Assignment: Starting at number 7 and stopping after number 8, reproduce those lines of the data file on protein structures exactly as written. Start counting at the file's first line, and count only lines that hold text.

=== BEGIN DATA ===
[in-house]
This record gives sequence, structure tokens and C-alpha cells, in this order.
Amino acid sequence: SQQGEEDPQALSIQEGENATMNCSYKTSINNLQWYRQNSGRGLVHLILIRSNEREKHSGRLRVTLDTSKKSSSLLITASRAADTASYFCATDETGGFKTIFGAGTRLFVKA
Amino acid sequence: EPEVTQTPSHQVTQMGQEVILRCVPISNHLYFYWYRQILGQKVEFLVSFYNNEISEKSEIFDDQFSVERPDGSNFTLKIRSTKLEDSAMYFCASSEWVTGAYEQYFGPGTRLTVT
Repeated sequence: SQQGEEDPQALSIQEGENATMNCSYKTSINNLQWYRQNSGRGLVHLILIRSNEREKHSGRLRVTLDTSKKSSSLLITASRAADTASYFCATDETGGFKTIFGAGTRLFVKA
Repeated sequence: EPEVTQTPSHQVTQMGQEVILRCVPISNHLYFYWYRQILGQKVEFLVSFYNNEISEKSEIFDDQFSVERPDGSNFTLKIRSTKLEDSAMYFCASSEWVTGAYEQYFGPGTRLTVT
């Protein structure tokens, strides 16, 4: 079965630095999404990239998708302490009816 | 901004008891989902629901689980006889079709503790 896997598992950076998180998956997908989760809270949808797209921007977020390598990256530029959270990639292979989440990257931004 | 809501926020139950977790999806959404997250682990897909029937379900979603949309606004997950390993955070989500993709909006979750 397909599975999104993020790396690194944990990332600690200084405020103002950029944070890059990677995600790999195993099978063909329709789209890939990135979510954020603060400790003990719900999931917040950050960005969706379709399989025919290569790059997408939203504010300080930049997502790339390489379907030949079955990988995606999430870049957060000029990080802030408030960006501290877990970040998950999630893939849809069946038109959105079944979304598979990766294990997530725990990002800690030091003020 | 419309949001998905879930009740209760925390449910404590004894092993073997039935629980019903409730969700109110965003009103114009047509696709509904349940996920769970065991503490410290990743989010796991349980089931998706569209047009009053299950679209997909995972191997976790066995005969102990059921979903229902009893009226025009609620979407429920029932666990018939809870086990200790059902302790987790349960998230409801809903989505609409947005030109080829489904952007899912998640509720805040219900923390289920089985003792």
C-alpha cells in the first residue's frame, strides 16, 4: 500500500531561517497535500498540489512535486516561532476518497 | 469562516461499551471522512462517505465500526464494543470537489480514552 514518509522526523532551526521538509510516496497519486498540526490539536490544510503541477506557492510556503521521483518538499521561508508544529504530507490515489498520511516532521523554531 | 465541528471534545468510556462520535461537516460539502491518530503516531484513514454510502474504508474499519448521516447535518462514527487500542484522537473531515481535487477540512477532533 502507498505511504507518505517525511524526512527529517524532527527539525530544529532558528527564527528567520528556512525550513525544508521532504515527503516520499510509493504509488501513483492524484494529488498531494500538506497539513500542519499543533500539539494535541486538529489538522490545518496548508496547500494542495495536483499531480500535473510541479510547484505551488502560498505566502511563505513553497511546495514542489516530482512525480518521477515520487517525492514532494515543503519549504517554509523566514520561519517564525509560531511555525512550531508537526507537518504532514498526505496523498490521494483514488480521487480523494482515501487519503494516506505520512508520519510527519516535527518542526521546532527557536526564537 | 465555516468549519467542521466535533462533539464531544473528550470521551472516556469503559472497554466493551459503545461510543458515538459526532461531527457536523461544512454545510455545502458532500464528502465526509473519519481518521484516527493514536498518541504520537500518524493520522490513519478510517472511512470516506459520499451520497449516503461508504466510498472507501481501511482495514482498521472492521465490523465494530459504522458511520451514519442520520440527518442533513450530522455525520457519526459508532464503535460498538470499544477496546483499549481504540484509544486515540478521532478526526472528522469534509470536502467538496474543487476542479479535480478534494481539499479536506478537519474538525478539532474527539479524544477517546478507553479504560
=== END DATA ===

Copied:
């Protein structure tokens, strides 16, 4: 079965630095999404990239998708302490009816 | 901004008891989902629901689980006889079709503790 896997598992950076998180998956997908989760809270949808797209921007977020390598990256530029959270990639292979989440990257931004 | 809501926020139950977790999806959404997250682990897909029937379900979603949309606004997950390993955070989500993709909006979750 397909599975999104993020790396690194944990990332600690200084405020103002950029944070890059990677995600790999195993099978063909329709789209890939990135979510954020603060400790003990719900999931917040950050960005969706379709399989025919290569790059997408939203504010300080930049997502790339390489379907030949079955990988995606999430870049957060000029990080802030408030960006501290877990970040998950999630893939849809069946038109959105079944979304598979990766294990997530725990990002800690030091003020 | 419309949001998905879930009740209760925390449910404590004894092993073997039935629980019903409730969700109110965003009103114009047509696709509904349940996920769970065991503490410290990743989010796991349980089931998706569209047009009053299950679209997909995972191997976790066995005969102990059921979903229902009893009226025009609620979407429920029932666990018939809870086990200790059902302790987790349960998230409801809903989505609409947005030109080829489904952007899912998640509720805040219900923390289920089985003792």
C-alpha cells in the first residue's frame, strides 16, 4: 500500500531561517497535500498540489512535486516561532476518497 | 469562516461499551471522512462517505465500526464494543470537489480514552 514518509522526523532551526521538509510516496497519486498540526490539536490544510503541477506557492510556503521521483518538499521561508508544529504530507490515489498520511516532521523554531 | 465541528471534545468510556462520535461537516460539502491518530503516531484513514454510502474504508474499519448521516447535518462514527487500542484522537473531515481535487477540512477532533 502507498505511504507518505517525511524526512527529517524532527527539525530544529532558528527564527528567520528556512525550513525544508521532504515527503516520499510509493504509488501513483492524484494529488498531494500538506497539513500542519499543533500539539494535541486538529489538522490545518496548508496547500494542495495536483499531480500535473510541479510547484505551488502560498505566502511563505513553497511546495514542489516530482512525480518521477515520487517525492514532494515543503519549504517554509523566514520561519517564525509560531511555525512550531508537526507537518504532514498526505496523498490521494483514488480521487480523494482515501487519503494516506505520512508520519510527519516535527518542526521546532527557536526564537 | 465555516468549519467542521466535533462533539464531544473528550470521551472516556469503559472497554466493551459503545461510543458515538459526532461531527457536523461544512454545510455545502458532500464528502465526509473519519481518521484516527493514536498518541504520537500518524493520522490513519478510517472511512470516506459520499451520497449516503461508504466510498472507501481501511482495514482498521472492521465490523465494530459504522458511520451514519442520520440527518442533513450530522455525520457519526459508532464503535460498538470499544477496546483499549481504540484509544486515540478521532478526526472528522469534509470536502467538496474543487476542479479535480478534494481539499479536506478537519474538525478539532474527539479524544477517546478507553479504560